SHIPROCK — Tribal officials are proposing more severe sentencing for criminals on the Navajo Nation.
The tribe’s Law and Order Committee this week is holding public hearings regarding changes that could be made to Title 17, the tribe’s criminal code that deals with sentencing on the Navajo Nation. A public hearing will be held 10 a.m. to 3 p.m. Friday at the Shiprock chapter house.
The changes could include steeper penalties for a variety of crimes, including the possession of alcohol one of the most common offenses on the Navajo Nation.
The committee is reviewing the code because in January 2000 the tribe eliminated or lessened jail terms and fines for nearly 30 offenses. The tribe had limited resources to penalize offenders, according to the committee.
Now, the committee is proposing more sentences that include paying fines and going to jail, though it also is proposing less common types of sentencing, such as rehabilitative treatment, electronic monitoring and “anything that will restore harmony between offender and victim and offender and community,” according to a presentation from the committee.
“If you commit a crime, you should pay for it,” said Russell Begaye, Navajo Nation Council delegate from Shiprock.
Of the sentences that are changing, many of them previously included no jail time or fines, though the offender at times did have to repay the victim, post a bond or perform community service hours.
These will remain options as penalties, but they no longer will be the maximum penalties.
The tribe is hoping that changes to the criminal code will bring down the crime rate on the Navajo Nation.
Still, no changes will be made to the sentencing for most major crimes, including homicide, kidnapping, aggravated kidnapping, child kidnapping, aggravated arson, aggravated assault, battery and aggravated battery.
For all of those crimes, the maximum penalty is up to one year in jail, a $5,000 fine, or both. Often the federal courts take the worst cases, if a more severe sentence needs to be imposed.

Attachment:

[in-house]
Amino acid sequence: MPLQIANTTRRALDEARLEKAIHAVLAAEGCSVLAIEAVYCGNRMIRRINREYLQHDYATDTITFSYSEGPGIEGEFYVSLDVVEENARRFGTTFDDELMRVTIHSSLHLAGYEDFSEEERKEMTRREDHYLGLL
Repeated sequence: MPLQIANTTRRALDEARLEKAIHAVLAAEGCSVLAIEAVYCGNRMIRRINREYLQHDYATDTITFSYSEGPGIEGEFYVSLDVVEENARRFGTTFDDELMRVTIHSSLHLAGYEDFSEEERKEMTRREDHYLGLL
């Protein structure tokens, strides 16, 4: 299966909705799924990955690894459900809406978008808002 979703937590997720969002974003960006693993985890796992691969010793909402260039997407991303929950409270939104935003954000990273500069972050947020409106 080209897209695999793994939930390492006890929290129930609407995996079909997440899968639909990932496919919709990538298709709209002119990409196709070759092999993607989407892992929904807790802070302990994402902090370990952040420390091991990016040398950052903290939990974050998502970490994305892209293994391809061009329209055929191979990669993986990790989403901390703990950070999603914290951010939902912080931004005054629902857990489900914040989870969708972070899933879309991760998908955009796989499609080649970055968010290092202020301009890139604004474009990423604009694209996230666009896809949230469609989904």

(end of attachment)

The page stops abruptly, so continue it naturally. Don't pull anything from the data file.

“In our law, I think in many ways we favor the perpetrator,” Begaye said.
The following offenses currently cannot warrant jail time or a fine on the Navajo Nation, but a committee is proposing changes:
•Making a threat could receive a sentence either 180 days in jail or a $500 fine.
• Those found guilty of contributing to the delinquency of a minor could receive a penalty of either 180 days in jail and a $1,000 fine.
• Those found guilty of unlawfully carrying a deadly weapon could receive 180 days in jail, a $500 fine and the forfeit of their weapon. Unlawful use of a weapon could result in 90 days in jail, a $250 fine and forfeit of the weapon
• Those who commit theft could receive a sentence of 180 days in jail and a $1,000 fine. Burglars could receive the same, except they could get a $2,500 fine. Those who receive stolen property also could receive 180 days in jail and a $500 fine.
• Shoplifters taking goods worth less than $100, they could receive 30 days in jail and a $100 fine. For those who take goods worth more than $100, they could get three-times the jail sentence and five times the fine.
• Fraud could result in a mandatory 180 days in jail and $1,000 fine.
• Forgery could result in 90 days in jail and a $500 fine.
Other offenses currently result in sentences of jail time and fines, though the committee is considering steepening them.
For instance, the following offenses already can result in jail time and fines, but the maximum sentences could be changed:
• Those who possess liquor on the Navajo Nation currently can receive a sentence of a $50 fine for the first offense. If they are guilty of the same offense in the next six months, they can receive a $100 fine and a sentence to rehabilitation.
The committee is suggesting to change the code so that, upon the first offense, the maximum penalty could be a $500 fine. Upon second offense, within six months of the first, the maximum penalty could be a $1,000 fine and a sentence to rehabilitation.
• Sentences for the possession of marijuana will be broken down more specifically. Currently, the maximum sentence for possession of marijuana, in all amounts, was 365 days in jail and a $5,000 fine.
• For those found with less than one ounce of marijuana, they could be subject to 20 hours of community service and a $100 fine, or 40 hours of community service and a $250 fine if it is the second offense, if the code is changed.
• Those found with less than one pound could be subject to 80 hours of community service and a $2,500 fine. Those found with more than one pound could be subject to 365 days in jail and a $5,000 fine.
• Sentences for the production or delivery of marijuana could be boosted from 180 days in jail and a $2,500 maximum, currently, to a maximum of 365 days in jail and a $5,000 fine. Delivery of marijuana to minors could result in the same maximum penalty, though it would be mandatory. The mandatory nature of the sentence would be the only change.
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